I have worked with many highly skilled professionals who have never been able to sing the way they knew they could because of this very real problem. Some of them have had good careers lasting for decades. All of them, however, kept seeking “the way out”, as their deep intuition knew that something wasn’t happening that should have been happening, or vice versa. If you are one of these people, there is hope, don’t give up! You need Somatic Voicework™. If you are a teacher and you have a student who “won’t improve” but seems to work hard, you need SVW™, too. Barring a vocal pathology or a deliberately passive/agressive personality disorder, if your students do not improve in a classical training program, question what you do, how you do it and why. Question yourself, not the student.

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4 thoughts on “Classical Technique Layered Over CCM Singing”

  1. You make an interesting point. However, I’m a classically trained singer and I work with lots of pop and rock singers that are very successful applying Bel Canto strategies to free their voice and have better control on their instrument! It’s all one instrument no matter the style in which we sing. I think success has more to do with teaching/learning styles compatibility.


    1. “Bel Canto” isn’t a method, it’s a period of time and music written by a group of composers during that time. Therefore, there isn’t anything that is or is not “Bel Canto” except those things. If your classical training was grounded in good function, then you are likely to have good results. If not, anything is possible. If you rely upon “resonance” (or placement) and “breath support” as your primary tools, and you have talented singers who have little training, you will also do well. If, however, you are working with advanced professionals who either have severe problems or need to hone specific skills, you may find that traditional classical training only goes so far. There is a great deal of difference, FUNCTIONALLY, between Mozart and Motown, particularly for a female, and it isn’t at all just a question of style. In fact, that very idea is the source of a great deal of difficulty for many singers. Congratulations for doing well with your students. If you find, however, that some of them don’t do so well, before you blame them for failing, take a look at the systems of training that are available that focus on CCM training and see what they have to offer. You might be surprised at what’s out there for you to learn.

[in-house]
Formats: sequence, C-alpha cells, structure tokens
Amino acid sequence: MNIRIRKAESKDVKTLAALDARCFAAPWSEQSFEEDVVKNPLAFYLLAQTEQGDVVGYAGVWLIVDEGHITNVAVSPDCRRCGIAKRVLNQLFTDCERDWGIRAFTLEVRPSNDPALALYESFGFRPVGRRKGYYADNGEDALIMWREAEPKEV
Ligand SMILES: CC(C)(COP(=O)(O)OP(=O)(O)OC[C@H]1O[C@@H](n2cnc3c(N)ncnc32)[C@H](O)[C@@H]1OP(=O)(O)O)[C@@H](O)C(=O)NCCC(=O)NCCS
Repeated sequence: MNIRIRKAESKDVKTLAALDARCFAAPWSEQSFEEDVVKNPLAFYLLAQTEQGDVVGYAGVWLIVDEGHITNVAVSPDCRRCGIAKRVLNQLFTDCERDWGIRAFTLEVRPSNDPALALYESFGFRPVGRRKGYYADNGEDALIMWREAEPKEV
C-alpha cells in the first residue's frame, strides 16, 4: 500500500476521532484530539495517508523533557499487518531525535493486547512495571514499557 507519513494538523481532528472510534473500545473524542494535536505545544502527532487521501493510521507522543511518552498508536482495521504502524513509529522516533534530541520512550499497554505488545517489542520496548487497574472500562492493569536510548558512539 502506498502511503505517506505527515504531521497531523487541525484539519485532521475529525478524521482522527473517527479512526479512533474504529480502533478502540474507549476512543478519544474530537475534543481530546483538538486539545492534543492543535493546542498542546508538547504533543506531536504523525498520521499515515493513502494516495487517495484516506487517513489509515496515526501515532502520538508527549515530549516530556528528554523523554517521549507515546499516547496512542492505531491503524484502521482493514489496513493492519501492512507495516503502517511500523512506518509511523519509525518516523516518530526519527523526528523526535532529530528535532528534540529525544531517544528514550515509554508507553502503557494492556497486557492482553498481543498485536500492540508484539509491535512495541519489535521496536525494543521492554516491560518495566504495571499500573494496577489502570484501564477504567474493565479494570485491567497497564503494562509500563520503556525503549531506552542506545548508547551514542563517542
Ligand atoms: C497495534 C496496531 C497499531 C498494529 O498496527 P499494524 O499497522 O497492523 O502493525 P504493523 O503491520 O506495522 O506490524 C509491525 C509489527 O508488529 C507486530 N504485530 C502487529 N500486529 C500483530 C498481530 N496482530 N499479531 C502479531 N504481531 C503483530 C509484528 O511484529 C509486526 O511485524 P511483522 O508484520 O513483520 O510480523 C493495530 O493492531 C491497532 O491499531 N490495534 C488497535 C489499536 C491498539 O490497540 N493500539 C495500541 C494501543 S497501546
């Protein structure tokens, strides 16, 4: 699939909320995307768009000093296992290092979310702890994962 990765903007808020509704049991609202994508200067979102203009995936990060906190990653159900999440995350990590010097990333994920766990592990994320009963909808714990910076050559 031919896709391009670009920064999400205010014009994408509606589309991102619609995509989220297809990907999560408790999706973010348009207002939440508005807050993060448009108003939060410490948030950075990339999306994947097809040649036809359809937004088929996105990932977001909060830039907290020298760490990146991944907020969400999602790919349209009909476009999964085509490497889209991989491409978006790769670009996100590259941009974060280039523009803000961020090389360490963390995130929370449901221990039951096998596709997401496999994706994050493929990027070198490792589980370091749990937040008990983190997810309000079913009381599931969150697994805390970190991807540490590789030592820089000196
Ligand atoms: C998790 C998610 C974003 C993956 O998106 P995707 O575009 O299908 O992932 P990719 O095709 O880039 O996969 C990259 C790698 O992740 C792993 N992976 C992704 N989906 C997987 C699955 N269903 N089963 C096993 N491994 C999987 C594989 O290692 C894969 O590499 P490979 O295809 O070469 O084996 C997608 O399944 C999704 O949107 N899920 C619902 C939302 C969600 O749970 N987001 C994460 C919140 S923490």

2. Much obliged to you for your post!Bunches of magnificent data including, yet Classical strategy is significantly less convoluted than other singing technique.To take in this system, a couple of things must happen.These are the standards I was most centered around as a youthful traditional artist, handling tunes from the greats like Puccini, Schubert, Barber, and that’s only the tip of the iceberg.